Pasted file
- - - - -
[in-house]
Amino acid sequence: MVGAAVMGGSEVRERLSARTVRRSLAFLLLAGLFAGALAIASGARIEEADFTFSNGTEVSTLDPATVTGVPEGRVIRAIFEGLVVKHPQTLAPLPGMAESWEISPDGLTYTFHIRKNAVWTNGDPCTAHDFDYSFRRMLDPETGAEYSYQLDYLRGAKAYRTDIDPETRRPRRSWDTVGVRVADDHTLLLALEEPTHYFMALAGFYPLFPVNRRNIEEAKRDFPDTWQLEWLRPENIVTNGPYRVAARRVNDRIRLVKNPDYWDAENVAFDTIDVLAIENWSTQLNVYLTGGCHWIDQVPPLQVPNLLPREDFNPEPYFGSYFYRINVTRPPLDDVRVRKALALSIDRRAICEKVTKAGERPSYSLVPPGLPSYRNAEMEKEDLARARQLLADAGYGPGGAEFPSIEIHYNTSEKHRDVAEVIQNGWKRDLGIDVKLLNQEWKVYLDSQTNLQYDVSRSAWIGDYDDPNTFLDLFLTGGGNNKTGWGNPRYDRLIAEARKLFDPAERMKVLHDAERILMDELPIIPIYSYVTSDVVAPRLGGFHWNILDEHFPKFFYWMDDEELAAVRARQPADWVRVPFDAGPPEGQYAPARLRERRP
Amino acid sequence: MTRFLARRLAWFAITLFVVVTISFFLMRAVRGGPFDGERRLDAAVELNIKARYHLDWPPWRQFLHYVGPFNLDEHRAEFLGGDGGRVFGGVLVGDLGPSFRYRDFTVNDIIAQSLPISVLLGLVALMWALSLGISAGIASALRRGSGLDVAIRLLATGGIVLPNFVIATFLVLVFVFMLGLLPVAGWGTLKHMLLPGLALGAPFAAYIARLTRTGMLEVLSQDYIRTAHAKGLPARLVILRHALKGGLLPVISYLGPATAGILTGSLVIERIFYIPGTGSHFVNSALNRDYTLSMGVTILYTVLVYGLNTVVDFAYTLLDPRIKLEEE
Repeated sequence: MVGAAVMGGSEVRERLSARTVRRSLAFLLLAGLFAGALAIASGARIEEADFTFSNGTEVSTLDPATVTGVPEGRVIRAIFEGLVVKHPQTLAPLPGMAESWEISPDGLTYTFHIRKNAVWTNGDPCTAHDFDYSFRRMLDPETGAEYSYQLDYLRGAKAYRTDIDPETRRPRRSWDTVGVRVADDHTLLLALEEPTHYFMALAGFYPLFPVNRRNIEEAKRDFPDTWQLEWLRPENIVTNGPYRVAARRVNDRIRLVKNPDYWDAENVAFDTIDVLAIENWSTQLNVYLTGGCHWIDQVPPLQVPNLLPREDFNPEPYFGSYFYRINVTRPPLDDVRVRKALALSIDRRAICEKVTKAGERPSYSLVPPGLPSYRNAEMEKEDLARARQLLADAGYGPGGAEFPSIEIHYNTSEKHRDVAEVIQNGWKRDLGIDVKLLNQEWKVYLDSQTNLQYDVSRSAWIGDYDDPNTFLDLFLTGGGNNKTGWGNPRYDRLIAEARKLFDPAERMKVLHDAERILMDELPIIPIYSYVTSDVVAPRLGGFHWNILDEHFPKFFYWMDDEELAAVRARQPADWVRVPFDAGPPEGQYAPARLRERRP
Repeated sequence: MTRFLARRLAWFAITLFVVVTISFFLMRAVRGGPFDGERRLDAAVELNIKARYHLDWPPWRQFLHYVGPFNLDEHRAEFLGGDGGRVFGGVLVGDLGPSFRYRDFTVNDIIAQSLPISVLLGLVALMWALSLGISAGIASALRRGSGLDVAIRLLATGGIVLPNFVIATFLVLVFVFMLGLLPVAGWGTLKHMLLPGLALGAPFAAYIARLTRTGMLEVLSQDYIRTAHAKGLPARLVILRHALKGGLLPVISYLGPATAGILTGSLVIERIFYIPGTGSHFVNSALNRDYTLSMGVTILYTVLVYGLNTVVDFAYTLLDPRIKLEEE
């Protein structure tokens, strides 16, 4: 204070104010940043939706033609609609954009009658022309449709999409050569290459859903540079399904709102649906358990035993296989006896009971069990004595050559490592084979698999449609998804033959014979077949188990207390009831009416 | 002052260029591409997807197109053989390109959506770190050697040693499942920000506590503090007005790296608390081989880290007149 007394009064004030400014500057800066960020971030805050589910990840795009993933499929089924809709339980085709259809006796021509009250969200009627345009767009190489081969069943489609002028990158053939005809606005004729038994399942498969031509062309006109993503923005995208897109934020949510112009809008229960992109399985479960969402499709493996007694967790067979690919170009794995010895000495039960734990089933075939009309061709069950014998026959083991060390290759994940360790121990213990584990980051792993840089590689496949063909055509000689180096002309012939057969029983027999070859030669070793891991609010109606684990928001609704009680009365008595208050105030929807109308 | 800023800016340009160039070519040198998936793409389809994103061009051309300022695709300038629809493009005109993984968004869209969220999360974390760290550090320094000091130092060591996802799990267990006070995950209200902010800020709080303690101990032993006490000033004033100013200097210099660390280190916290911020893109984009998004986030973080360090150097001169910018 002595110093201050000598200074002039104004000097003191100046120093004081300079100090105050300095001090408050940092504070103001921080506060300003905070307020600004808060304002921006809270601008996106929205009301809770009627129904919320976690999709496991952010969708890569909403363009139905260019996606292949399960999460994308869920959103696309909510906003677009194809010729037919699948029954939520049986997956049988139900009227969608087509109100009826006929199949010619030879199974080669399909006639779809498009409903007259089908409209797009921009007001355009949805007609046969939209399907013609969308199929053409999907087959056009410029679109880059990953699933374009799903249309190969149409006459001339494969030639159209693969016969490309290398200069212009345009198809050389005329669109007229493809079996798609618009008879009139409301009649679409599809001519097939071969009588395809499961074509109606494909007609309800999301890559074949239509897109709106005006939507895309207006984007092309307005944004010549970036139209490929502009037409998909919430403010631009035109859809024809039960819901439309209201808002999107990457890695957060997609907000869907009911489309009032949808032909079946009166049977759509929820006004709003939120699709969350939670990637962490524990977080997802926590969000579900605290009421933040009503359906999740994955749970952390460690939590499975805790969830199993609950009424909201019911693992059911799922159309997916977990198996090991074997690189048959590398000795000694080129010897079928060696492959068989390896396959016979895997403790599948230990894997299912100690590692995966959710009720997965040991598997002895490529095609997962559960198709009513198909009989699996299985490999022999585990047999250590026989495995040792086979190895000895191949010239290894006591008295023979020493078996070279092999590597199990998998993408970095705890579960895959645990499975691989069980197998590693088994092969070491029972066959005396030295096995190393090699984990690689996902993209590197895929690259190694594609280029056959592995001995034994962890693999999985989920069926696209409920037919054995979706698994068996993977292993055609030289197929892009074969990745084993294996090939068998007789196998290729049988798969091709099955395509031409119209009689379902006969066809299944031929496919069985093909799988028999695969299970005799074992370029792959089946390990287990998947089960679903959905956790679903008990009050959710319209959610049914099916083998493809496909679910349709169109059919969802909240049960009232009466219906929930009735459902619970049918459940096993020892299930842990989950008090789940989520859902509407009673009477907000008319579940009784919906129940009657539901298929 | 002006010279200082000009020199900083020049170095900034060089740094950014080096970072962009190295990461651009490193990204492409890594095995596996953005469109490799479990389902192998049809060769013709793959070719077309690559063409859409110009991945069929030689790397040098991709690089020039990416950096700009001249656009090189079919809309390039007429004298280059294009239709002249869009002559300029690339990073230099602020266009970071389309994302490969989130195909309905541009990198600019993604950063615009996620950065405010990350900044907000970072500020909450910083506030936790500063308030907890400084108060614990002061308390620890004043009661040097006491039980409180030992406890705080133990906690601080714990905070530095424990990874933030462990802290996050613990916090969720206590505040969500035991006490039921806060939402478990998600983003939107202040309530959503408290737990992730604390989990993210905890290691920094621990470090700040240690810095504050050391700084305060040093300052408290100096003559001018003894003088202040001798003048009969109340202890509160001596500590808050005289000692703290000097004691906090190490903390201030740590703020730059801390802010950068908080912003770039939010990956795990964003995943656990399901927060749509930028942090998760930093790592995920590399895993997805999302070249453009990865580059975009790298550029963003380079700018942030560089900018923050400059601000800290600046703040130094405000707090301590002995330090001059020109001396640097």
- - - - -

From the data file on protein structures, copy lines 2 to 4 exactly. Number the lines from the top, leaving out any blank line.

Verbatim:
Amino acid sequence: MVGAAVMGGSEVRERLSARTVRRSLAFLLLAGLFAGALAIASGARIEEADFTFSNGTEVSTLDPATVTGVPEGRVIRAIFEGLVVKHPQTLAPLPGMAESWEISPDGLTYTFHIRKNAVWTNGDPCTAHDFDYSFRRMLDPETGAEYSYQLDYLRGAKAYRTDIDPETRRPRRSWDTVGVRVADDHTLLLALEEPTHYFMALAGFYPLFPVNRRNIEEAKRDFPDTWQLEWLRPENIVTNGPYRVAARRVNDRIRLVKNPDYWDAENVAFDTIDVLAIENWSTQLNVYLTGGCHWIDQVPPLQVPNLLPREDFNPEPYFGSYFYRINVTRPPLDDVRVRKALALSIDRRAICEKVTKAGERPSYSLVPPGLPSYRNAEMEKEDLARARQLLADAGYGPGGAEFPSIEIHYNTSEKHRDVAEVIQNGWKRDLGIDVKLLNQEWKVYLDSQTNLQYDVSRSAWIGDYDDPNTFLDLFLTGGGNNKTGWGNPRYDRLIAEARKLFDPAERMKVLHDAERILMDELPIIPIYSYVTSDVVAPRLGGFHWNILDEHFPKFFYWMDDEELAAVRARQPADWVRVPFDAGPPEGQYAPARLRERRP
Amino acid sequence: MTRFLARRLAWFAITLFVVVTISFFLMRAVRGGPFDGERRLDAAVELNIKARYHLDWPPWRQFLHYVGPFNLDEHRAEFLGGDGGRVFGGVLVGDLGPSFRYRDFTVNDIIAQSLPISVLLGLVALMWALSLGISAGIASALRRGSGLDVAIRLLATGGIVLPNFVIATFLVLVFVFMLGLLPVAGWGTLKHMLLPGLALGAPFAAYIARLTRTGMLEVLSQDYIRTAHAKGLPARLVILRHALKGGLLPVISYLGPATAGILTGSLVIERIFYIPGTGSHFVNSALNRDYTLSMGVTILYTVLVYGLNTVVDFAYTLLDPRIKLEEE
Repeated sequence: MVGAAVMGGSEVRERLSARTVRRSLAFLLLAGLFAGALAIASGARIEEADFTFSNGTEVSTLDPATVTGVPEGRVIRAIFEGLVVKHPQTLAPLPGMAESWEISPDGLTYTFHIRKNAVWTNGDPCTAHDFDYSFRRMLDPETGAEYSYQLDYLRGAKAYRTDIDPETRRPRRSWDTVGVRVADDHTLLLALEEPTHYFMALAGFYPLFPVNRRNIEEAKRDFPDTWQLEWLRPENIVTNGPYRVAARRVNDRIRLVKNPDYWDAENVAFDTIDVLAIENWSTQLNVYLTGGCHWIDQVPPLQVPNLLPREDFNPEPYFGSYFYRINVTRPPLDDVRVRKALALSIDRRAICEKVTKAGERPSYSLVPPGLPSYRNAEMEKEDLARARQLLADAGYGPGGAEFPSIEIHYNTSEKHRDVAEVIQNGWKRDLGIDVKLLNQEWKVYLDSQTNLQYDVSRSAWIGDYDDPNTFLDLFLTGGGNNKTGWGNPRYDRLIAEARKLFDPAERMKVLHDAERILMDELPIIPIYSYVTSDVVAPRLGGFHWNILDEHFPKFFYWMDDEELAAVRARQPADWVRVPFDAGPPEGQYAPARLRERRP